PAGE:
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Green Building Bible, Fourth Edition
Green Building Bible, fourth edition (both books)
These two books are the perfect starting place to help you get to grips with one of the most vitally important aspects of our society - our homes and living environment.

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  1.  
    I'm considering moving the door to our middle floor living room (we live in a three story house). The existing living room door consists of double doors at the bottom of a narrow corridor and they open right into the middle of the living room.

    To help reduce drafts that appear right into the middle of the room, and to help us position furniture better, I want to move the door to the top end of the room. We are lucky because there is already a steel beam in that location to hold up the wall in the room above. It also holds up the upper room joists. The trouble is that when I looked at the steel beam, the joists from the room above seem to be floating.

    Would it be OK to chip out the existing concrete around the joists in the steel beam and redo it, or is there a better way?

    I'll add some pics that show the alcove, the wall that I want to remove (this has the upper floor joists resting on it), the steel beam and a closeup showing the joists in the beam. Hopefully this is enough, but I can add more if needed.

    Alcove:
      Doorway1.jpg
  2.  
    The wall I want to take down (notice that the ceiling joists are resting on this wall). There is a bedroom above.
      Doorway2.jpg
  3.  
    The steel beam holding the joists
      dorrway3.jpg
  4.  
    close up of the steel beam
      doorway4.jpg
  5.  
    Hopefully this rough diagram will show what I am trying to achieve:
      Doorway DIY.png
  6.  
    The yellow shaded area is part of the living room internal wall. The alcove seems to have been created so that the arched window in the first pic isn't set right against a solid wall. The yellow shaded area is concrete blockwork that stops at the celing, so it's not a supporting wall. The white area of the wall IS a supporting wall for the bedroom wall above. The bedroom wall rests on the white part of the wall and on the steel lintel.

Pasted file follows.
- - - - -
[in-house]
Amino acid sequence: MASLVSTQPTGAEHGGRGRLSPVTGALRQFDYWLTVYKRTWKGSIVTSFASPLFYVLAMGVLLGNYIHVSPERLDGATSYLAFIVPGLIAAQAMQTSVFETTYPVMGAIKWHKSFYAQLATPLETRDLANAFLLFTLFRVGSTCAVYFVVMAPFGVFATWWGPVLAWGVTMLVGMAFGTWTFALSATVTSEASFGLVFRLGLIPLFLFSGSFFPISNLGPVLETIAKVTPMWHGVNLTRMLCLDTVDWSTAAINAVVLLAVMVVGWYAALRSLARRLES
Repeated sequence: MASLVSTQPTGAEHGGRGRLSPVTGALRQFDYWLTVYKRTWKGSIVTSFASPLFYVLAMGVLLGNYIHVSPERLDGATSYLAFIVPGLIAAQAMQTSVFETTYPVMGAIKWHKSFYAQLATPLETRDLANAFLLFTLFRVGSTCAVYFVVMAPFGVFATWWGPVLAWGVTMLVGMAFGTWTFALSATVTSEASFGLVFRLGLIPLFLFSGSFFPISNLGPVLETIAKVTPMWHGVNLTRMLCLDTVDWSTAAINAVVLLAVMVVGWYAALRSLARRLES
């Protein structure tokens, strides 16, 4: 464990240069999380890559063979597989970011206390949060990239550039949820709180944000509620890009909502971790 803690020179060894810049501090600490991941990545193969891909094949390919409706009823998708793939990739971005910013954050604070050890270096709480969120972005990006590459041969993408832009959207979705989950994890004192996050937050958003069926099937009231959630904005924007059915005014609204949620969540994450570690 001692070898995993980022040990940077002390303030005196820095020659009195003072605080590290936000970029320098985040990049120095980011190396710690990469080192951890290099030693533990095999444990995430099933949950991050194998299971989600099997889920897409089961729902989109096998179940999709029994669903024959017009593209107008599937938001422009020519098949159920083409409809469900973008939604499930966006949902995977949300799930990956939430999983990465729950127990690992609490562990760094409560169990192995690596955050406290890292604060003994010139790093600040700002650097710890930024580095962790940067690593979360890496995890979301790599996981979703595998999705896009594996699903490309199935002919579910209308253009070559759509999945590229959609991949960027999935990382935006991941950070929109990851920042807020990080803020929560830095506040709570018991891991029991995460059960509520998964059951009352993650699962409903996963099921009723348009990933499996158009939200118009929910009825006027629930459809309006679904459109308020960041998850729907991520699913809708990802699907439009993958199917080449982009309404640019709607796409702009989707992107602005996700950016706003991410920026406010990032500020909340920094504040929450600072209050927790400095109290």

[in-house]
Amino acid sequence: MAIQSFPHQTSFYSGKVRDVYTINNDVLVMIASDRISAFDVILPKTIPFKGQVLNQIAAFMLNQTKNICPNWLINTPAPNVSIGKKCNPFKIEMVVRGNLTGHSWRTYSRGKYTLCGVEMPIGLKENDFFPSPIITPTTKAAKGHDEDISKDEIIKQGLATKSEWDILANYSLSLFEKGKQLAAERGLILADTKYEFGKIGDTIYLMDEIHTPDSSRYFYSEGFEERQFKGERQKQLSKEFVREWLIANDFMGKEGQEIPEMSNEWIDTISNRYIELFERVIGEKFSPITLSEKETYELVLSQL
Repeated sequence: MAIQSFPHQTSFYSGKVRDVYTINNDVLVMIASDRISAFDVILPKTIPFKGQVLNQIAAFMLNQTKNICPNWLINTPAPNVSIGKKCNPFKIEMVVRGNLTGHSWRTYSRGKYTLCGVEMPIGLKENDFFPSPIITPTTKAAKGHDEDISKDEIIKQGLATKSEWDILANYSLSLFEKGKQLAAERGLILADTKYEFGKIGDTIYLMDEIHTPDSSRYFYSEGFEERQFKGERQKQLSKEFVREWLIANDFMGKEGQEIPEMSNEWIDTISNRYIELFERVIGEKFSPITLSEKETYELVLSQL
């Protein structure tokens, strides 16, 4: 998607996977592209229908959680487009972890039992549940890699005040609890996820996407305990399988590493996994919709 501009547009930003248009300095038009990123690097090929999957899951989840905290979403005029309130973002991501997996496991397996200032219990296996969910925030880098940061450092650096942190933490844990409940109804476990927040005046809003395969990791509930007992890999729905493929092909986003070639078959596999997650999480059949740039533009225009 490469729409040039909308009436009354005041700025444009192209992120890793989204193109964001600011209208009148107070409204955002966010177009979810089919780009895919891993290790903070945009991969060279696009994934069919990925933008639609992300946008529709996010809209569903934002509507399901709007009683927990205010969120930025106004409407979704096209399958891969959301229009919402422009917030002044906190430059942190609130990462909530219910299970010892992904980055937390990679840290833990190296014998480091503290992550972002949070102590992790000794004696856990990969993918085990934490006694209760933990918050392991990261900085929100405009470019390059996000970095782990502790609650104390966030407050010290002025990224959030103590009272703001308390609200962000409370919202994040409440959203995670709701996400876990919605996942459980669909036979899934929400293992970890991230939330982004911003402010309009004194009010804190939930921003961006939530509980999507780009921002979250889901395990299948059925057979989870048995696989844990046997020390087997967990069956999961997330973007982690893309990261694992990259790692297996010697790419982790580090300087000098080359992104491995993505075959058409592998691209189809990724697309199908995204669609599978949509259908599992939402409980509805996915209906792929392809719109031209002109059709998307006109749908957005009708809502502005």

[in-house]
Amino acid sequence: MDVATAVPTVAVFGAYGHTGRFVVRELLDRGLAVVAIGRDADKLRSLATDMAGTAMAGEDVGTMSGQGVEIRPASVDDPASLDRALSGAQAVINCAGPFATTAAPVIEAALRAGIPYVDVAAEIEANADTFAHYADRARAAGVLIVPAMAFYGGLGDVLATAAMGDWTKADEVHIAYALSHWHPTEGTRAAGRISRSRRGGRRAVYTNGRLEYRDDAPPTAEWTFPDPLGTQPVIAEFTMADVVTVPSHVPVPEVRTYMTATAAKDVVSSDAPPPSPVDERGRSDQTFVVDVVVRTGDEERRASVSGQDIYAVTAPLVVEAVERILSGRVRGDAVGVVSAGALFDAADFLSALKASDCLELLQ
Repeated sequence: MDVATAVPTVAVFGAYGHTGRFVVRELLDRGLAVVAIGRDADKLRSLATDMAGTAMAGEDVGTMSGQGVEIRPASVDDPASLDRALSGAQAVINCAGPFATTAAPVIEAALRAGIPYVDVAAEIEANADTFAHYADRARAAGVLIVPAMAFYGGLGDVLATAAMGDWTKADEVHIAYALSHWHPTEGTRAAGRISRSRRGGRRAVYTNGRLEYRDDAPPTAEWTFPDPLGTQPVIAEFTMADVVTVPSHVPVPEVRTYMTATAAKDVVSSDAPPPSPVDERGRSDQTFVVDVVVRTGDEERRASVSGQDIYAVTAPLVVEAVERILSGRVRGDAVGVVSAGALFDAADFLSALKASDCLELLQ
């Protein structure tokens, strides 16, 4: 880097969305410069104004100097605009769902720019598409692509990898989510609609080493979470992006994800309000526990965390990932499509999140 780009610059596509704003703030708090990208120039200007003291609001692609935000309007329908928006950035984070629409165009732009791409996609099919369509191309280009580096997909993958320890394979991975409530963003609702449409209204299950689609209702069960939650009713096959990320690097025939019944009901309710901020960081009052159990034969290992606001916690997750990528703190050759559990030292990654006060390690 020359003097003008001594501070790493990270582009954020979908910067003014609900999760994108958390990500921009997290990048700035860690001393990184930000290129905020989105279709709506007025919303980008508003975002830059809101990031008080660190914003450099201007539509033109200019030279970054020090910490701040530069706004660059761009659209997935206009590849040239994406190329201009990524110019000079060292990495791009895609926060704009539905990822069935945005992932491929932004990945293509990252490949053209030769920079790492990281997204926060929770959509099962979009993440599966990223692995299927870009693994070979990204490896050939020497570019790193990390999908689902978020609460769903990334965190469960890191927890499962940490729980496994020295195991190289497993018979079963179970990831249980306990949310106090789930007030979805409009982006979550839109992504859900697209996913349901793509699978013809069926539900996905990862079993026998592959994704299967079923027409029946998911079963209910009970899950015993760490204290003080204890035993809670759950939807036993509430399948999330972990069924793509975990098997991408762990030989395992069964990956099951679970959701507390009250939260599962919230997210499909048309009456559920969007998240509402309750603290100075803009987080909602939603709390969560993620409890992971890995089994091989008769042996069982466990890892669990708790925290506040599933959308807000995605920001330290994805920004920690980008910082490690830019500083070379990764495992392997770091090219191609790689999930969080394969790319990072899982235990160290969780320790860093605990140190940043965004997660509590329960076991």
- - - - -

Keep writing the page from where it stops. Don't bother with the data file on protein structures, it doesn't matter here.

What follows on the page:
Installing a (glass) door here will bring light into the living room from this arched window and it is also a much better access point as it opens into the living room at the top end rather than the middle and it's not down a narrow corridor.

    Phew, hopefully that is enough info :)


    Basically, I just want to know if adding concrete into the steel lintel will be sufficiently strong to hold up the joists, because I'm sure if I take down that yellow wall then the joists in the room above will move down a centimetre or so as they're not fully supported by the steel beam.

    If the concrete isn't sufficient (ie. because it might get broken up with regular footfalls on the joists above), then what should I put between the joists and the steel beam to fill that 1cm or so gap?
  7.  
    I would use a timber pad the same width (minimum) as the joist and as long as the steel beam is wide (again minimum) I would make the pad just a gnats over thick and slightly jack up the joist for placement.

    Edit to ask - I presume the steel beam is / was intended to take the load of the joists and will in fact carry the load. (it looks like it would)
    • CommentAuthorphiledge
    • CommentTimeSep 10th 2020
     
    Id just chisel out the lumps of mortar and pack with ply and hardboard shims to build up the thickness so that its a snug fit under the joists. As Peter says, cut them so that they cover the full area of both the beam and the joists. While your doing the work, take any load off the floor above and stop anyone walking in that area so the joists dont move and risk cracking the ceiling on the other side of the beam.
  8.  
    Sounds like a plan, thanks guys!

    The beam is already holding up a concrete block wall and the joists in the landing, but maybe I'll consult with an expert (structural engineer?) before I carry out the work. I don't want the whole thing collapsing down on me.
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